30 March 2016

red sketchbook

I recently went to visit a friend for a few days, and brought along my red sketchbook, a couple of Sharpies and a set of watercolour crayons.

My friend is understandably a bit shy about portraits of her & family so I won't post those, but here's a landscape I did from the window of their guest room:

the red sketchbook
under drawing with Sharpie marker

gone over with watercolour crayons

Then, on my way back home, I was able to meet up with someone whom I'd only ever known through social media.  This was very interesting, a first for me!

Uli and I hit it off right away and had a few hours of great conversation and a lovely meal at her home, before I had to get on a plane.  During our brief visit I was able to see some of her paintings.  That was a real treat, as I have admired her work for some time, and the actual paintings have even more impact than the images on a screen which first impressed me. Click here to see some of Uli's work.

I also managed to make a couple of super-quick sketches of her and her husband with a perishing Sharpie.  An old partly-dried marker is a much more interesting drawing tool than a fresh marker.

Not super-accurate anatomically, but catching a little of the feeling:

Sharpie marker

the red sketchbook
Sharpie marker

I've had my red sketchbook for several years and it has slowly filled up with portraits, maybe 50+ faces painted and drawn with all sorts of materials.  

And 3 landscapes.  For variety, you know.  :)

10 March 2016


While thinking about my stalled studio endeavours, I made another entry into the pattern book:

pattern book

And I did a bit of searching around for ways to describe what I'm aiming for in the studio.  I've got this thing going on lately where I'm trying to make visual images about sound and movement, so I looked up words related to music in my old Webster's Dictionary and came across some interesting stuff.  

Then I consulted the Oracle (in this case Wikipedia) to expand on some of those words.  In particular I found myself liking the sound and concept of "homophony".

The sound of a word when spoken can be as important as its meaning.  


In music, homophony (/həˈmɒfəni, hoʊ-, -ˈmɒfni/; Greek: ὁμόφωνος, homóphōnos, from ὁμός, homós, "same" and φωνή, phōnē, "sound, tone") is a texture in which a primary part is supported by one or more additional strands that flesh out the harmony and often provide rhythmic contrast.



Homophony: Homophonics.  It's kind of an awkward-sounding word when I say it aloud, almost a tongue-twister.  Which syllable to stress?  I don't know.  But I like the word, I like its awkwardness and I like how it describes these paintings.

Yes, I think that is what I am attempting in the studio: exploring visual Homophonics.


Tomorrow I teach a class of 26 grade-3 students how to make and print collagraphs based on their studies of Peru.  Prototypes made, panniers packed for the ride & I'm basically ready to go.

Meanwhile, "homophonics" will be settling into my mind.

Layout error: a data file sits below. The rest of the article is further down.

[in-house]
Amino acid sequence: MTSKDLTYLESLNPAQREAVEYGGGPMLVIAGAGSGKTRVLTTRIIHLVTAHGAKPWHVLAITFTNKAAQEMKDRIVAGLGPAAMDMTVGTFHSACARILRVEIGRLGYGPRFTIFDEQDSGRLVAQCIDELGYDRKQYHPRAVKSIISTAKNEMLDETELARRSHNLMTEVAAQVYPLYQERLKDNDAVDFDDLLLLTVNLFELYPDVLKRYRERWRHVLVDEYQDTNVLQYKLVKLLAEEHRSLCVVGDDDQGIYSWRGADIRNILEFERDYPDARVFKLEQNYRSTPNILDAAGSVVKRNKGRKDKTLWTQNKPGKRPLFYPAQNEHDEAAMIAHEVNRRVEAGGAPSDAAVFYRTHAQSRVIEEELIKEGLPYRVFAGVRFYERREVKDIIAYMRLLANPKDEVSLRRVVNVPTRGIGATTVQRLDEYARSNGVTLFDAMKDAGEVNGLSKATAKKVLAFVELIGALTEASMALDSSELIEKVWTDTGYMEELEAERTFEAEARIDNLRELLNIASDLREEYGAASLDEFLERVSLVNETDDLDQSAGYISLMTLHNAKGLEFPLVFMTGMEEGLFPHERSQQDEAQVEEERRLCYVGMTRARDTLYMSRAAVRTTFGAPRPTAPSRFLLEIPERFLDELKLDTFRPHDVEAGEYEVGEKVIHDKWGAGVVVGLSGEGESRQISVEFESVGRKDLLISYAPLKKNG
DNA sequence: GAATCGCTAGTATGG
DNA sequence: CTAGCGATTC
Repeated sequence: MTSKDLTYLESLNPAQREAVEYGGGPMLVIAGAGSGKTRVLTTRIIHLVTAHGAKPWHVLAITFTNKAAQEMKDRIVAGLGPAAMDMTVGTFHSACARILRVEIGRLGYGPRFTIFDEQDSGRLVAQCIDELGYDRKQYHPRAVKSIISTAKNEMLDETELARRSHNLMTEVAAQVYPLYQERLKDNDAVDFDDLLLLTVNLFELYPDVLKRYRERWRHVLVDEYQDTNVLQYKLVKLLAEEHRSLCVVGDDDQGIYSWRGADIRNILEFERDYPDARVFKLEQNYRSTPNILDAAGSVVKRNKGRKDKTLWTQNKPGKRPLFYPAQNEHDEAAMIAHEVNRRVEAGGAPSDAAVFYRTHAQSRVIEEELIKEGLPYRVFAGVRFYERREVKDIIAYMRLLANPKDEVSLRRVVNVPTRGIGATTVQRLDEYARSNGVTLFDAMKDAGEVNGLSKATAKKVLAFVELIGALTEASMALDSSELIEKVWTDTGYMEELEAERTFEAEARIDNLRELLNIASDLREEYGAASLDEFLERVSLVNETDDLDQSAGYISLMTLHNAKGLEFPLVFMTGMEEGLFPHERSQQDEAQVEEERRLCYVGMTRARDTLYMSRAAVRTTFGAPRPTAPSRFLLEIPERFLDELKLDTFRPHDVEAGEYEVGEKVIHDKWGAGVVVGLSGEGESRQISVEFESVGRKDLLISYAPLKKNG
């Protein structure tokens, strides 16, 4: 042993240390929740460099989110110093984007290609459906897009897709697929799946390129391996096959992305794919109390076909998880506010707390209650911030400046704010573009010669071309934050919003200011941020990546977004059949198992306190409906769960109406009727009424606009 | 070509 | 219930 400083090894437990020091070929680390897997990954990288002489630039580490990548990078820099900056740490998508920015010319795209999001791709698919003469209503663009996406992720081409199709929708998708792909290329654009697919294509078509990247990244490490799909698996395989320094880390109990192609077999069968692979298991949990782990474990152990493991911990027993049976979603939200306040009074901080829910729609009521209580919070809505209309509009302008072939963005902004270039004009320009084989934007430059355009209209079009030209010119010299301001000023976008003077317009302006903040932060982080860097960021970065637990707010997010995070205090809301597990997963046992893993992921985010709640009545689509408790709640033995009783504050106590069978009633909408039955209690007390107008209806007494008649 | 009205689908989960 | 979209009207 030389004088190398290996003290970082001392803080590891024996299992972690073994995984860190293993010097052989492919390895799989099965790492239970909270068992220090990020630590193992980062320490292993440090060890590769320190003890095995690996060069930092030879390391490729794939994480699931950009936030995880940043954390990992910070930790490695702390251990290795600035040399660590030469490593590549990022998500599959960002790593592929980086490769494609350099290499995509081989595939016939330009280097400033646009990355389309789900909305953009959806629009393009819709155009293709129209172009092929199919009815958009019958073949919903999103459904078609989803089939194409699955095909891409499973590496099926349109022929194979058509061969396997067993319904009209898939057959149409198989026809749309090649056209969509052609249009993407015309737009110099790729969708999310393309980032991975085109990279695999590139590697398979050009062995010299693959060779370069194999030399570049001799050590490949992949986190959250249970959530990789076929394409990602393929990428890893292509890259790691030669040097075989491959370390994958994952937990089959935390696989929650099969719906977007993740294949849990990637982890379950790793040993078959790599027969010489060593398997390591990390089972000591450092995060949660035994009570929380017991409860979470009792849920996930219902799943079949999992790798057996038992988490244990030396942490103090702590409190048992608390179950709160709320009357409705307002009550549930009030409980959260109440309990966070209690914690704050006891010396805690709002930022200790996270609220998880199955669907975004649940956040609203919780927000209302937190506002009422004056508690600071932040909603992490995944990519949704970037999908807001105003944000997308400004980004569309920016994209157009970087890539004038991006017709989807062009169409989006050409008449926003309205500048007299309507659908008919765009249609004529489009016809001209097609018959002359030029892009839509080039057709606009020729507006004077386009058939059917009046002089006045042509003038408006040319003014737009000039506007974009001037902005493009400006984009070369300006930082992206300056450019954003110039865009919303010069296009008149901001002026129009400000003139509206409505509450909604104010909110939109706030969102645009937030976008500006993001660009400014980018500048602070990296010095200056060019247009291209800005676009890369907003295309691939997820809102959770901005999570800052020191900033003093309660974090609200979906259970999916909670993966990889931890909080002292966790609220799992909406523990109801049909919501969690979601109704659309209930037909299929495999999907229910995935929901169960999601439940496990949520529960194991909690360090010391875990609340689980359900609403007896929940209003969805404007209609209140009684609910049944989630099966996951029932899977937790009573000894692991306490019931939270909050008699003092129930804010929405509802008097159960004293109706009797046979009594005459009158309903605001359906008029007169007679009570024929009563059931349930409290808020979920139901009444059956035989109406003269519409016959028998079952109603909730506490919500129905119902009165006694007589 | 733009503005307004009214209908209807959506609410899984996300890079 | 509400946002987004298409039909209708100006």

06 March 2016


I have not done any "real studio work" in about two weeks.  Still, I am making a blog post anyway - to show you, dear Reader, a slice of the life of this particular artist when things are not going so well in the studio!  *laughs*
A series I began last month has come to a halt, perhaps due to overthinking but also perhaps because I have been clinging too rigidly to an idea with insufficient depth.  I've just got to let it rest for a moment.

I've been teaching a lot, and then part of my studio is under construction while my work rests.  So I decided to make a "Pattern Book", which requires neither a studio not any long-term, involved processes.

Pattern Book

Pattern Book

Pattern Book

Pattern Book

Pattern Book

Feels like I'm back in school trying out ideas in a very unsophisticated way.  Looks like nothing much, but sometimes these things lead to surprising developments.  Meanwhile, the meditative nature of exploring different types of pattern is kind of nice.  I can let my thoughts wander over and around many ideas while playing with the simple colours and shapes.

In the teaching realm, I have been doing printmaking workshops with primary school students.  Basically I am teaching how to make collagraph plates, and then making relief prints.

The process leads to something like this:

art instruction

Prototypes for a Grade 3 class studying Peru, made in the useable part of my studio.  The collagraph plates shown above measure 5 x 8.5 inches.  I make prototypes for every class because I am still learning about printmaking, and the process evolves with each lesson!

It's a bit funny, teaching kids, because there is always an aimed-for end result.  In the studio there is also at times an aimed-for end result, but it's much more fluid.  Getting sidetracked in the studio can in fact lead to greater productivity, if you want to think of it in those terms.  In a 90-minute primary-level art class however, things have got to stay on track.

I try to focus my instruction on techniques while encouraging students to create their own imagery and aesthetic interpretations.  Most of them are very creatively independent, while a few will copy my prototypes.  Either way, everyone seems to have a lot of fun exploring ideas while learning new skills, with occasional "eureka!" moments in the mix.

And isn't that really the point of education?  The point of being alive?

Until next time,